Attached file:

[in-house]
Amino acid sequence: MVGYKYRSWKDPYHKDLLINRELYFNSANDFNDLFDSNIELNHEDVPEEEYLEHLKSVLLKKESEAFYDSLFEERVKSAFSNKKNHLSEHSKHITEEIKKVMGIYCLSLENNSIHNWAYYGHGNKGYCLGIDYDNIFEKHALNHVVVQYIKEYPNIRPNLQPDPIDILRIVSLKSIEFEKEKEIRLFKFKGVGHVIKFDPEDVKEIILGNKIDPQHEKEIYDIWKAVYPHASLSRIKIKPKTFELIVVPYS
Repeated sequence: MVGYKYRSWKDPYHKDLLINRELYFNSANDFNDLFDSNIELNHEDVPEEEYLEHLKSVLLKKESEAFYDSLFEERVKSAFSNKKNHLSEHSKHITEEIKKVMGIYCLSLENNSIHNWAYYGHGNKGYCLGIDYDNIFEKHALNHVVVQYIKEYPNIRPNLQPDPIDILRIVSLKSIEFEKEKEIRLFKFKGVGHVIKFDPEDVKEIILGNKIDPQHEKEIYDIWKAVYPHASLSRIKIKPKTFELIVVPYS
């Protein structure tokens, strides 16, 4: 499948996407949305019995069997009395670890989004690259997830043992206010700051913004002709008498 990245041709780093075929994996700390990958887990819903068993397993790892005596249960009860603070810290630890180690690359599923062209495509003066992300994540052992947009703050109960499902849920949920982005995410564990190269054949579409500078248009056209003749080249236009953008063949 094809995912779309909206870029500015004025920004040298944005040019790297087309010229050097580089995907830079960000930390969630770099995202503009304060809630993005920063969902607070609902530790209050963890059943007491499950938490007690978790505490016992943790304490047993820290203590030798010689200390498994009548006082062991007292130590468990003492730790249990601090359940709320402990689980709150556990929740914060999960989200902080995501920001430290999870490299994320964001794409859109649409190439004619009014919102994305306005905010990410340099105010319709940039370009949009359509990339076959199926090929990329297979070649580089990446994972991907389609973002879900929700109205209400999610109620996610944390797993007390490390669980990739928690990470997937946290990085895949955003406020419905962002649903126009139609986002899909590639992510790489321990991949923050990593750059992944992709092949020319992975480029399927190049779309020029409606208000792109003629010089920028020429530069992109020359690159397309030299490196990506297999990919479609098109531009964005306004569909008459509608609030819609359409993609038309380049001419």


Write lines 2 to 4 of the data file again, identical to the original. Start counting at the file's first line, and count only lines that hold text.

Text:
Amino acid sequence: MVGYKYRSWKDPYHKDLLINRELYFNSANDFNDLFDSNIELNHEDVPEEEYLEHLKSVLLKKESEAFYDSLFEERVKSAFSNKKNHLSEHSKHITEEIKKVMGIYCLSLENNSIHNWAYYGHGNKGYCLGIDYDNIFEKHALNHVVVQYIKEYPNIRPNLQPDPIDILRIVSLKSIEFEKEKEIRLFKFKGVGHVIKFDPEDVKEIILGNKIDPQHEKEIYDIWKAVYPHASLSRIKIKPKTFELIVVPYS
Repeated sequence: MVGYKYRSWKDPYHKDLLINRELYFNSANDFNDLFDSNIELNHEDVPEEEYLEHLKSVLLKKESEAFYDSLFEERVKSAFSNKKNHLSEHSKHITEEIKKVMGIYCLSLENNSIHNWAYYGHGNKGYCLGIDYDNIFEKHALNHVVVQYIKEYPNIRPNLQPDPIDILRIVSLKSIEFEKEKEIRLFKFKGVGHVIKFDPEDVKEIILGNKIDPQHEKEIYDIWKAVYPHASLSRIKIKPKTFELIVVPYS
């Protein structure tokens, strides 16, 4: 499948996407949305019995069997009395670890989004690259997830043992206010700051913004002709008498 990245041709780093075929994996700390990958887990819903068993397993790892005596249960009860603070810290630890180690690359599923062209495509003066992300994540052992947009703050109960499902849920949920982005995410564990190269054949579409500078248009056209003749080249236009953008063949 094809995912779309909206870029500015004025920004040298944005040019790297087309010229050097580089995907830079960000930390969630770099995202503009304060809630993005920063969902607070609902530790209050963890059943007491499950938490007690978790505490016992943790304490047993820290203590030798010689200390498994009548006082062991007292130590468990003492730790249990601090359940709320402990689980709150556990929740914060999960989200902080995501920001430290999870490299994320964001794409859109649409190439004619009014919102994305306005905010990410340099105010319709940039370009949009359509990339076959199926090929990329297979070649580089990446994972991907389609973002879900929700109205209400999610109620996610944390797993007390490390669980990739928690990470997937946290990085895949955003406020419905962002649903126009139609986002899909590639992510790489321990991949923050990593750059992944992709092949020319992975480029399927190049779309020029409606208000792109003629010089920028020429530069992109020359690159397309030299490196990506297999990919479609098109531009964005306004569909008459509608609030819609359409993609038309380049001419």